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Take a Look

At his blog, Georgia Institute of Technology's Jung Choi is sharing his exome data from 23andMe. Choi spares no detail, discussing the specifics about how his data arrived, as well as what all that information looked like when he unpackaged the once-encrypted files. And there was plenty of information:

Given over 100,000 total variants, which should I look at first? Which of these are most likely to influence my health or appearance or behavior? Which of these have the most impact on me being me?

Choi says that his data indicate that about 15 percent of his predicted exome variants are rare or unique. "As more exomes and whole genomes are sequenced, the proportion of 'unique' variants will diminish, but the 15 percent proportion of rare variants is unlikely to shift significantly," he adds.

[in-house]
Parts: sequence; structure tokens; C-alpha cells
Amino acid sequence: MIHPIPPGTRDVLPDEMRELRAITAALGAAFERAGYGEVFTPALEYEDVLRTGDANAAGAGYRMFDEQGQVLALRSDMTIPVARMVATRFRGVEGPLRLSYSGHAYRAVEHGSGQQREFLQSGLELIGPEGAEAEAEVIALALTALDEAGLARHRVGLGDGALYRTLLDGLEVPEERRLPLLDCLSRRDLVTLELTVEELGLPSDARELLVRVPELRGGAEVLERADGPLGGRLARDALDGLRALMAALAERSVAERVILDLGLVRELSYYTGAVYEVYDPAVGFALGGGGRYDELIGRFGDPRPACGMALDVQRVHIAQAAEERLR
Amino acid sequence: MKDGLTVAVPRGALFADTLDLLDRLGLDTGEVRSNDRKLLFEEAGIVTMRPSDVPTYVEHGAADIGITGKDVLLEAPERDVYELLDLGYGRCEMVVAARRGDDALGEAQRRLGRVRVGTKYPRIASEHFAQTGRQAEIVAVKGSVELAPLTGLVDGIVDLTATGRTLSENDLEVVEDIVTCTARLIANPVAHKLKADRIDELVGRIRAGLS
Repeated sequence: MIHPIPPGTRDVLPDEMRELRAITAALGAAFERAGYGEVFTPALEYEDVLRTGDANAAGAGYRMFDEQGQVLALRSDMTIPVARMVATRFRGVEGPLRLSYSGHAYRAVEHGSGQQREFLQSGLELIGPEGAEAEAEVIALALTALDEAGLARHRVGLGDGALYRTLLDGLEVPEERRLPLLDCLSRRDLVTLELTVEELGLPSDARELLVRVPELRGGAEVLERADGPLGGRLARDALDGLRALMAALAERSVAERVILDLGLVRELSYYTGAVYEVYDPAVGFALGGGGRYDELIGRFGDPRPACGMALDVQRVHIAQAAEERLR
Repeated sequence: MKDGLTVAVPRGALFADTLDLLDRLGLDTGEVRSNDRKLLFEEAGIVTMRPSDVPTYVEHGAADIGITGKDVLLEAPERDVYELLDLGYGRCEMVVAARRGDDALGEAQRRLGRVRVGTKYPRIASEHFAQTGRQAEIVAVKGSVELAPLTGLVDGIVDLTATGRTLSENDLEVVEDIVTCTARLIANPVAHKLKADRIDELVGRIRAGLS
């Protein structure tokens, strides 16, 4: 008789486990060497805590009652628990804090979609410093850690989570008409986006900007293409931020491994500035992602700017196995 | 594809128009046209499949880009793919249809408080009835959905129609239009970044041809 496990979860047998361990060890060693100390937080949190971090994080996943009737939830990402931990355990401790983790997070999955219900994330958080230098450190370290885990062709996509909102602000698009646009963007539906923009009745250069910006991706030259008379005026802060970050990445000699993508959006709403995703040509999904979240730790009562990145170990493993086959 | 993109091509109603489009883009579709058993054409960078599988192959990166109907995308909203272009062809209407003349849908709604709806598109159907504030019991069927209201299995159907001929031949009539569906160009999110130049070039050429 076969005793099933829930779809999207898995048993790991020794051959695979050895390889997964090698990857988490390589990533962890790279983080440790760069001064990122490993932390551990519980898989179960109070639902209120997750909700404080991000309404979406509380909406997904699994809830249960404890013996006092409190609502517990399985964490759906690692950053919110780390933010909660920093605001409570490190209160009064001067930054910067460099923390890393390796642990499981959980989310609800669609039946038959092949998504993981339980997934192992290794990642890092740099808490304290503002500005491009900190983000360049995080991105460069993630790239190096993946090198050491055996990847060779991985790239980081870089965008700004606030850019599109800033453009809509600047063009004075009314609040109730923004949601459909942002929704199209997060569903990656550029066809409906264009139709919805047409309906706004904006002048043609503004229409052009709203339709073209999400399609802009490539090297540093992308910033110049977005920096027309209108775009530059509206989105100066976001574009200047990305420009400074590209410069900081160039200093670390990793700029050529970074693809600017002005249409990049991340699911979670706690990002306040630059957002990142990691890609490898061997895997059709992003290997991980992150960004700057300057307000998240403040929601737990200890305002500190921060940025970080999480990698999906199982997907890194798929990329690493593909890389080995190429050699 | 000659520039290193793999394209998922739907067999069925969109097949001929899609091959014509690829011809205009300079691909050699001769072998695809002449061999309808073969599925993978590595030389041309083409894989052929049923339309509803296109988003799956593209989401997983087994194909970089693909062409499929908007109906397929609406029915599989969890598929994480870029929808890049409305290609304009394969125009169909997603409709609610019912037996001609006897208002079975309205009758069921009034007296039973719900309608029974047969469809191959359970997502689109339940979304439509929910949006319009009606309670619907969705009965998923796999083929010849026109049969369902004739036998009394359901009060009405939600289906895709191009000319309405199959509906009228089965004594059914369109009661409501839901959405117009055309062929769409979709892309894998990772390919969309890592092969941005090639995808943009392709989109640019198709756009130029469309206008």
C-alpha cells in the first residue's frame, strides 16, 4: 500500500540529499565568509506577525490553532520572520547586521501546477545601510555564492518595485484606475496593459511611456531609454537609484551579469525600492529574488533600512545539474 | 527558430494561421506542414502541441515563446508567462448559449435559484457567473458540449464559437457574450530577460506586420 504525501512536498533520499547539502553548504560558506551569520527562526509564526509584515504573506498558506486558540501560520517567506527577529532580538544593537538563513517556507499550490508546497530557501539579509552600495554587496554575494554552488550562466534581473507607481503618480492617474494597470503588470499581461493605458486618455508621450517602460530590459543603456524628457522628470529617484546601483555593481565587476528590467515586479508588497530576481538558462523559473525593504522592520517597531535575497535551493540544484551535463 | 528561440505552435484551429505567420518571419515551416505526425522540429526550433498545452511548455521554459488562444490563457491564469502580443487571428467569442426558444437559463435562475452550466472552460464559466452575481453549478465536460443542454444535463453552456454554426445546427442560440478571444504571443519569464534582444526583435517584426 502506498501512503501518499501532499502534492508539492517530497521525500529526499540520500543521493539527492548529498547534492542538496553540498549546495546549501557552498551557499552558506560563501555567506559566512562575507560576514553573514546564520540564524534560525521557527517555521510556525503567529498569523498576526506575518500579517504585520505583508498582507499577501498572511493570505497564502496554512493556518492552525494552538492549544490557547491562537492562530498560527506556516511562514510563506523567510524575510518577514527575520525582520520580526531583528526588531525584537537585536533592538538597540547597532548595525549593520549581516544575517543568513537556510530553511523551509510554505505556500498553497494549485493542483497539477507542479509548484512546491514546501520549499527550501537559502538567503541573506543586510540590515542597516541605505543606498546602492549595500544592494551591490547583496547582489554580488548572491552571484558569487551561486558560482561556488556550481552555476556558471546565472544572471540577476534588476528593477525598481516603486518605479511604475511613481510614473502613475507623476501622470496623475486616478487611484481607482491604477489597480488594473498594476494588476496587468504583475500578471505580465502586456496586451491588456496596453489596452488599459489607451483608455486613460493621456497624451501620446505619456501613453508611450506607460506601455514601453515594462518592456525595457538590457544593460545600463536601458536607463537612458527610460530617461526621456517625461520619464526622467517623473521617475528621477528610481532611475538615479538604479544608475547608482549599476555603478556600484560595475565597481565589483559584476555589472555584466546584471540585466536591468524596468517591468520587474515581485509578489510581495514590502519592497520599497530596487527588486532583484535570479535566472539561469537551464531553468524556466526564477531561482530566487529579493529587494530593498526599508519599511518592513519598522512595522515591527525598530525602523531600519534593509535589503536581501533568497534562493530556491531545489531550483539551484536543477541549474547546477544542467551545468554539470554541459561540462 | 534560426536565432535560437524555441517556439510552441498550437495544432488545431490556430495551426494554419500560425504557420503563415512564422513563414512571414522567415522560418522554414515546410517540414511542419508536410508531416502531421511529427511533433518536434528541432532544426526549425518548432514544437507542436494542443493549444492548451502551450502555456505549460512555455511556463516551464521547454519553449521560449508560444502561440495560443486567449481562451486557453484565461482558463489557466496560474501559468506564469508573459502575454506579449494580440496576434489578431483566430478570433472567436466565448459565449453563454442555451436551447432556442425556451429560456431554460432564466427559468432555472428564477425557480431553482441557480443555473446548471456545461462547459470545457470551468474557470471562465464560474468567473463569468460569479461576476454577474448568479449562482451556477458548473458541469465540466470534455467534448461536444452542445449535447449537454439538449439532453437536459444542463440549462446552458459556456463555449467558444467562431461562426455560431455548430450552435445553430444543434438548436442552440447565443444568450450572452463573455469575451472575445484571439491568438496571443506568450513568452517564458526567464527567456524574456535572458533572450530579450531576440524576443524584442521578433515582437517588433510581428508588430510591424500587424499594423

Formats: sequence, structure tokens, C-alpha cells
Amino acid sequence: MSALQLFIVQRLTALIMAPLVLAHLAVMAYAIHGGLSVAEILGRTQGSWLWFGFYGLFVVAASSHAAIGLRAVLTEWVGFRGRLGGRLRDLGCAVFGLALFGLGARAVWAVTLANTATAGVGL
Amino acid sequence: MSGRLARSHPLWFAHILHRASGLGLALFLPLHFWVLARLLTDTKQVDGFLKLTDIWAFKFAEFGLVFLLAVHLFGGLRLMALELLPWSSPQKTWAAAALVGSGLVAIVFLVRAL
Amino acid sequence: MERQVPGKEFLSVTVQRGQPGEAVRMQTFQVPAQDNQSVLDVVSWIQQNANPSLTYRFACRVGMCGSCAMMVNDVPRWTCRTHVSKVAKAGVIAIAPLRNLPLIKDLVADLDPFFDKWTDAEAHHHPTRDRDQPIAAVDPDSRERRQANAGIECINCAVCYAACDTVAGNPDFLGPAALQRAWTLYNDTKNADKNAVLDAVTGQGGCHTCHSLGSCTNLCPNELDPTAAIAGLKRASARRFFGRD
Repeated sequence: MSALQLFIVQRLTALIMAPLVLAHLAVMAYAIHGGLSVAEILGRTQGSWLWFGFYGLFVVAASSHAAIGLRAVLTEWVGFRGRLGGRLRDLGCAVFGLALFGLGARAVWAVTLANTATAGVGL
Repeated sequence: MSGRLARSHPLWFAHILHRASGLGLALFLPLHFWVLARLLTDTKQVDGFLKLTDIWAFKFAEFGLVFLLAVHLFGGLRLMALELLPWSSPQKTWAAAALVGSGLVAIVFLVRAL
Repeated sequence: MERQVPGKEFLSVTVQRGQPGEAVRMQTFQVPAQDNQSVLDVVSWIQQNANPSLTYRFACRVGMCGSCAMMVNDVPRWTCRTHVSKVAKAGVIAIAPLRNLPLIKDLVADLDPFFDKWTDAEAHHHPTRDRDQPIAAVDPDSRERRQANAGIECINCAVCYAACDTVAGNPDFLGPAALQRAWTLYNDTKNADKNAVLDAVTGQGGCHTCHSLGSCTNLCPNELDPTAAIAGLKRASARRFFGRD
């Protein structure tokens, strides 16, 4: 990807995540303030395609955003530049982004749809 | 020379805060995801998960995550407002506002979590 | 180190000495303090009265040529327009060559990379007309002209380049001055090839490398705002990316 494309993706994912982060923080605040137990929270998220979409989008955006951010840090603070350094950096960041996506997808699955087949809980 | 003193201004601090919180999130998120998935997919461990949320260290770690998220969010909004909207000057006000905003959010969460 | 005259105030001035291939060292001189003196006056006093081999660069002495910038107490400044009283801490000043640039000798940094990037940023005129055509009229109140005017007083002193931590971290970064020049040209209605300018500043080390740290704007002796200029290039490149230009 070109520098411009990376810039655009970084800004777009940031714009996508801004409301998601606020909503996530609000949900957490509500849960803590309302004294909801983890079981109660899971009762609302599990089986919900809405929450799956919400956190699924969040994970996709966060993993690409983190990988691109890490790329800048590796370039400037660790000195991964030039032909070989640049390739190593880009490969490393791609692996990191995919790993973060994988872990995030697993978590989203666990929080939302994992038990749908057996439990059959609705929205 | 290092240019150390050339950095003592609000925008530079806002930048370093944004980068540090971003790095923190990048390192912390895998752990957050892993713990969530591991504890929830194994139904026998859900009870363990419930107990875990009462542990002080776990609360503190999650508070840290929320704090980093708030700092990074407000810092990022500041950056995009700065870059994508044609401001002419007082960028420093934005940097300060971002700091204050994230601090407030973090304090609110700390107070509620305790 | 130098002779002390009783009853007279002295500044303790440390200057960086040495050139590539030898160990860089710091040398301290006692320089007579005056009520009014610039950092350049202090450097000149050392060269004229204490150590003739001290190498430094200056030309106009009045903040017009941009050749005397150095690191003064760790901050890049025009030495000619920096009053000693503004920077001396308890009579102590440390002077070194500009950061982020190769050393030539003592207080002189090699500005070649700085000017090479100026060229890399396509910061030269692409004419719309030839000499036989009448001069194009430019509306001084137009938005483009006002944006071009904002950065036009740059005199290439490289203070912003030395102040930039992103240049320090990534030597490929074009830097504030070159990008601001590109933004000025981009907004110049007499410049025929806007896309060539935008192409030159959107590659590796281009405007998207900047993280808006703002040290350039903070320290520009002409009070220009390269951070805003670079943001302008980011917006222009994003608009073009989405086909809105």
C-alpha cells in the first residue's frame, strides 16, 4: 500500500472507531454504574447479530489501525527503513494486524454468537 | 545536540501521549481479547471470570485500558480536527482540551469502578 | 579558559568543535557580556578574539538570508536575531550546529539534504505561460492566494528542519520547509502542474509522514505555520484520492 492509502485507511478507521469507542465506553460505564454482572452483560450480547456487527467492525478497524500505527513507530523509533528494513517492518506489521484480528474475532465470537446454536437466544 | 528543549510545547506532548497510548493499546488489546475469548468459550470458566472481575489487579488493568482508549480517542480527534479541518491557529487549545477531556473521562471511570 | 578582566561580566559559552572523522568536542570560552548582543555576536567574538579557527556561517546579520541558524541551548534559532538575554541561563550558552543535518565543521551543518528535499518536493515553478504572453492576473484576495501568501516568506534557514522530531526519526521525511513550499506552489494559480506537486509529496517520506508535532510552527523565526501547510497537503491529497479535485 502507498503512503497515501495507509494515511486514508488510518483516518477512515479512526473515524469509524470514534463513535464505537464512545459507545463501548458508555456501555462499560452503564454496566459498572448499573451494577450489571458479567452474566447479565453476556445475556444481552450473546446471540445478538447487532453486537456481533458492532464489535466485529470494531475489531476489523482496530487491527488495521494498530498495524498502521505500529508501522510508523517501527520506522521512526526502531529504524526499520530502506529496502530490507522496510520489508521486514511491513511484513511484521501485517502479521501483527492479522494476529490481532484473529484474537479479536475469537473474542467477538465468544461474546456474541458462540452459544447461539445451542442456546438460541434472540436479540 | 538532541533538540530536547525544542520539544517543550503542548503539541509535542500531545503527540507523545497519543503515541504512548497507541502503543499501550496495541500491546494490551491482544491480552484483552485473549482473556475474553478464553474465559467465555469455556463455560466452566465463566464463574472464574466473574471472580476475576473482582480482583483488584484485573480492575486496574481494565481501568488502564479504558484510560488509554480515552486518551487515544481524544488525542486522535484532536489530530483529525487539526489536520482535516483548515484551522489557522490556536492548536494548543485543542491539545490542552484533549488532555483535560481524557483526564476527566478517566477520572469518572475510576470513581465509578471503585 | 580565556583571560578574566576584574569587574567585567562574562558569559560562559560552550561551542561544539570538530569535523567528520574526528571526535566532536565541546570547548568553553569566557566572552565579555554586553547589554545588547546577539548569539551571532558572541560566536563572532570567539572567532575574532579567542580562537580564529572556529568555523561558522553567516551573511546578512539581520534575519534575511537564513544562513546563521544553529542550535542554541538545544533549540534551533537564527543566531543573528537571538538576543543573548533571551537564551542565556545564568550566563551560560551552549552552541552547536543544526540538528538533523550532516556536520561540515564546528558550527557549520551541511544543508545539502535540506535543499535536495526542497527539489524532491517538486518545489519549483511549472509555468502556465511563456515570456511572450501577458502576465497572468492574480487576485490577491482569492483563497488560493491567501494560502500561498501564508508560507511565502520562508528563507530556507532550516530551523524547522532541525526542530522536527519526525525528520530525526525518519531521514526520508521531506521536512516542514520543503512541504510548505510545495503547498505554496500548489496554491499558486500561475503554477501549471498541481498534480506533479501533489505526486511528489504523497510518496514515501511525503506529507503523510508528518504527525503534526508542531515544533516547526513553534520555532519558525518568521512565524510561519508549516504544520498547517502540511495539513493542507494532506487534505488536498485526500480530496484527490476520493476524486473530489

Choi adds that he has made all of his 23andMe exome variant data publicly available for download [begins immediately], here.

The Scan

Pig Organ Transplants Considered

The Wall Street Journal reports that the US Food and Drug Administration may soon allow clinical trials that involve transplanting pig organs into humans.

'Poo-Bank' Proposal

Harvard Medical School researchers suggest people should bank stool samples when they are young to transplant when they later develop age-related diseases.

Spurred to Develop Again

New Scientist reports that researchers may have uncovered why about 60 percent of in vitro fertilization embryos stop developing.

Science Papers Examine Breast Milk Cell Populations, Cerebral Cortex Cellular Diversity, Micronesia Population History

In Science this week: unique cell populations found within breast milk, 100 transcriptionally distinct cell populations uncovered in the cerebral cortex, and more.